this guy A photo posted by Sarah Wayne Callies (@sarahwaynecallies) on Dec 4, 2016 at 11:01pm PST

A most magical night with @ivanakatarina A photo posted by Emma Bell (@emmabell) on Dec 3, 2016 at 11:46pm PST

Mel Harris: 'thirtysomething' stars remain 'close' friends

Almost 30 years since "thirtysomething" went off the air, the now 50-something cast of the drama about a group of American baby boomers remain friends.

Mel Harris, who played Hope Steadman on the show, says she and cast mates Ken Olin, Timothy Busfield, Patricia Wettig, Polly Draper, Melanie Mayron and Peter Horton bonded while making the show, which aired on ABC from 1987 through 1991.

"We were also there for each other as co-workers, as friends and that bond has continued outside of it. Do we have dinner every Friday night together? No, which would be a hoot, but I would say every few years we get together. We see each other. "

Harris says she just recently ran into Olin in Vancouver, Canada, where she's filming the Hulu series, "Shut Eye."

"We went to dinner. It was just lovely."

The new series, which begins streaming on Dec. 7, is about fake fortune teller Charlie Haverford, played by Jeffrey Donavon ("Burn Notice"), who starts having real visions after suffering a severe head trauma.

Harris plays Nadine Davies, a wealthy socialite and one of Haverford's marks.

"It's her second bout with psychics," Harris says. "They're very good at getting her to trust them in the face of, 'Oh, I've already been burned once,' and in the course of the journey when she realizes that maybe she can't trust them. It's an awakening event for Nadine Davies."

The role marks the first regular one in almost a decade for Harris who in recent years has been focusing on fixing up old houses and working on TV pilots with her writing partner and husband Bob Brush. She decided to take on "Shut Eye" after Brush took a break from writing pilots to work on a book.

Harris says she's not sure yet if she'll continue acting when her writing partner frees up but says for the moment she's having fun.

"Otherwise, I wouldn't do it thirty-something years later."

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Online: http://www.hulu.com/shut-eye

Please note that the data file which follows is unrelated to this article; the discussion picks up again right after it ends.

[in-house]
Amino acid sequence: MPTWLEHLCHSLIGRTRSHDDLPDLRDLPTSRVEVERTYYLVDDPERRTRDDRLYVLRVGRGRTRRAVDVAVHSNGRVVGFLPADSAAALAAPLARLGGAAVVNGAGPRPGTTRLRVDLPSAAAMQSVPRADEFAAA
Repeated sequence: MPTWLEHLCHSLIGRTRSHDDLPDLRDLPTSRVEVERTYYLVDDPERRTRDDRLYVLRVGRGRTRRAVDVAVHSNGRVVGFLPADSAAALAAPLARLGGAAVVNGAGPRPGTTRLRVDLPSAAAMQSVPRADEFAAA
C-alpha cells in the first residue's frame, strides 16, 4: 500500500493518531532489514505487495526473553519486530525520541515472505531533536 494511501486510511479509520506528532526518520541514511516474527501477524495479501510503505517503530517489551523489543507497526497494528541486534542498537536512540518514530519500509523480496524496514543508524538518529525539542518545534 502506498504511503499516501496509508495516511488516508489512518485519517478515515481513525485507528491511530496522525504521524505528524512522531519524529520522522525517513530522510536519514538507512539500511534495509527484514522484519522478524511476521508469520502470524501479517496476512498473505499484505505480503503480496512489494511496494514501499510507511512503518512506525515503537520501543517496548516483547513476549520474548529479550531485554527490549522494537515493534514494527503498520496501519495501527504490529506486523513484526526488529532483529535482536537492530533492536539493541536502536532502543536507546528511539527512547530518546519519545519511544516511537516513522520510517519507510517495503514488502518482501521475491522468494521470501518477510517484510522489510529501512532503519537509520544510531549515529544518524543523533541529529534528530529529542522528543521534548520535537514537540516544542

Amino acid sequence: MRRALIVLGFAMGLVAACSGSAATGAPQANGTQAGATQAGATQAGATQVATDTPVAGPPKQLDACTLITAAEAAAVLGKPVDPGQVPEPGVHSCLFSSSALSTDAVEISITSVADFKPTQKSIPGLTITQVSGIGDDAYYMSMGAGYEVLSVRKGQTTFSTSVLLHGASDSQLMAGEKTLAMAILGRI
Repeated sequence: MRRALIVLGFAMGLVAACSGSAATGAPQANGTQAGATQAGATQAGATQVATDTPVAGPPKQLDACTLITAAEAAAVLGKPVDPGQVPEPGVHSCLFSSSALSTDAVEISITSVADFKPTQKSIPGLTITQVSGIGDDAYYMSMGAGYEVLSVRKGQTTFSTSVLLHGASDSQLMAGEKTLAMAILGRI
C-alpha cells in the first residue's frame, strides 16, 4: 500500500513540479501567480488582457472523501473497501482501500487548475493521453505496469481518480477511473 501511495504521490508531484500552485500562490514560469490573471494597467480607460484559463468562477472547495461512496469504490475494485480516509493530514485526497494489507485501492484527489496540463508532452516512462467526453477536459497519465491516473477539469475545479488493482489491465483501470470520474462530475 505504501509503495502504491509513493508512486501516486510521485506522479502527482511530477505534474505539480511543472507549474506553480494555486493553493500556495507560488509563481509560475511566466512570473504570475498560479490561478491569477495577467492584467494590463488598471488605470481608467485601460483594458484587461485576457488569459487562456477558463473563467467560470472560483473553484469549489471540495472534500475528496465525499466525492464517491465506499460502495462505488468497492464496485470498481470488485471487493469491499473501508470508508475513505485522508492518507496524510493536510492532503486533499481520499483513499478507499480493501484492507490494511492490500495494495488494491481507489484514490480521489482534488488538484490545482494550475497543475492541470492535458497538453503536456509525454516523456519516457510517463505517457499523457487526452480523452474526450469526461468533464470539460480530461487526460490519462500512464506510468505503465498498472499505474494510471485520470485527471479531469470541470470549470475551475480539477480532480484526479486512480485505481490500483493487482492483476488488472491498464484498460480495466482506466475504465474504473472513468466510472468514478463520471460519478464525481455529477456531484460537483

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Follow Lauri Neff on Twitter at www.twitter.com/Lneffist

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This story has been amended to correct a date in the second paragraph.

After Emmy, Sterling K Brown still winning with 'This Is Us'

Sterling K. Brown can chalk 2016 up as a win. He won an Emmy for his portrayal of Christopher Darden in FX's "The People v. O.J. Simpson: American Crime Story," and he's one of the stars of NBC's "This Is Us," which premiered this fall and is doing well in the ratings.

"This is probably the busiest time that I've had in my life so far," the 40-year-old actor said in a recent interview. "Busy is good, you know. Busy is better than bored and there's more recognition, like I try to feign the anonymity which I had before 'O.J.'"

"It has opened doors in terms of opportunities like auditions that would probably not have come my way in the past are now starting to become available to me so I'm enjoying it. It's really cool," he said.

"This Is Us" airs Tuesday on NBC (9 p.m. EST). The show also stars Milo Ventimiglia, Mandy Moore, Chrissy Metz and Justin Hartley.

Brown plays Randall, who was adopted by a white family. The story is told in two timelines, the past and the present.

"It's a really simple story," he said. "It's about a family, but the twist is that you get a chance to see the parents at the same age as the children in sort of this mid-thirties (time period) when you have all of these sort of critical decisions that sort of chart the rest of your life, you know? ... It reminds me of that moment when you say like, 'Oh, my parents — they're not perfect and it's OK that they're not perfect because they did the best that they knew how to do.'"

He recalls getting the script for the pilot episode while he was shooting "The People v. O.J." (Brown said he keeps his Emmy in the garage because it's sharp and he has two young children.)

"I was probably sitting at the prosecution's desk next to Sarah (Paulson), and I go, 'Yo, Sarah, I think I found something that I want to do.' She was like, 'Really? Is it really good?' I was like, 'Yeah, it's really good.'"

Brown especially enjoys reading fan reaction to "This Is Us" on social media as developments in the characters' lives are revealed in the present timeline.

"I love seeing the questions that the fans have like, 'When did Miguel (played by Jon Huertas) pop into the scene? Like, how the heck did that happen? What happened to his wife?' he laughed.

Brown says he counts himself as a fan and enjoys tuning in to see the various stories on the show unfold.

"I love the show and to be on something that you would love watching whether you are on it or not? That's the stuff."

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Follow Alicia Rancilio online at http://www.twitter.com/aliciar

You can't stop the beat with 'Hairspray Live!' telecast

In the steadily escalating battle of the TV musicals, NBC's "Hairspray Live!" is the most ambitious contender yet.